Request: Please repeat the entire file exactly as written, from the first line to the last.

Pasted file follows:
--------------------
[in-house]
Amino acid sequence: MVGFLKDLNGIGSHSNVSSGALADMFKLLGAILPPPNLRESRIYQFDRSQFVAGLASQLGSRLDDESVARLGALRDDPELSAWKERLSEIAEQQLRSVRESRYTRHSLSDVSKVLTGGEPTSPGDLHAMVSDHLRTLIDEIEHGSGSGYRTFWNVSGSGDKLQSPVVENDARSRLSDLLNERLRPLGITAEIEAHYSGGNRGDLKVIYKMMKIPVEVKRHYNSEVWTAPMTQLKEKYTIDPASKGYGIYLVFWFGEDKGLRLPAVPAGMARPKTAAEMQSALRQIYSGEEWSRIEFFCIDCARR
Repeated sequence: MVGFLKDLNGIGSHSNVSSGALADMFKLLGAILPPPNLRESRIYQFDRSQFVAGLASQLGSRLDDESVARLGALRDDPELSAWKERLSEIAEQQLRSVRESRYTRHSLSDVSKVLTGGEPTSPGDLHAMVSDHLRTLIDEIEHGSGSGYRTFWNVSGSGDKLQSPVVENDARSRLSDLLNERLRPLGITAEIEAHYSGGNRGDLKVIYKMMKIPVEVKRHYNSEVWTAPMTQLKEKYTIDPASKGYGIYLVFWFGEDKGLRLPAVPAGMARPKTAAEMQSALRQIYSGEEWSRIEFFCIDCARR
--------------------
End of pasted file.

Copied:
[in-house]
Amino acid sequence: MVGFLKDLNGIGSHSNVSSGALADMFKLLGAILPPPNLRESRIYQFDRSQFVAGLASQLGSRLDDESVARLGALRDDPELSAWKERLSEIAEQQLRSVRESRYTRHSLSDVSKVLTGGEPTSPGDLHAMVSDHLRTLIDEIEHGSGSGYRTFWNVSGSGDKLQSPVVENDARSRLSDLLNERLRPLGITAEIEAHYSGGNRGDLKVIYKMMKIPVEVKRHYNSEVWTAPMTQLKEKYTIDPASKGYGIYLVFWFGEDKGLRLPAVPAGMARPKTAAEMQSALRQIYSGEEWSRIEFFCIDCARR
Repeated sequence: MVGFLKDLNGIGSHSNVSSGALADMFKLLGAILPPPNLRESRIYQFDRSQFVAGLASQLGSRLDDESVARLGALRDDPELSAWKERLSEIAEQQLRSVRESRYTRHSLSDVSKVLTGGEPTSPGDLHAMVSDHLRTLIDEIEHGSGSGYRTFWNVSGSGDKLQSPVVENDARSRLSDLLNERLRPLGITAEIEAHYSGGNRGDLKVIYKMMKIPVEVKRHYNSEVWTAPMTQLKEKYTIDPASKGYGIYLVFWFGEDKGLRLPAVPAGMARPKTAAEMQSALRQIYSGEEWSRIEFFCIDCARR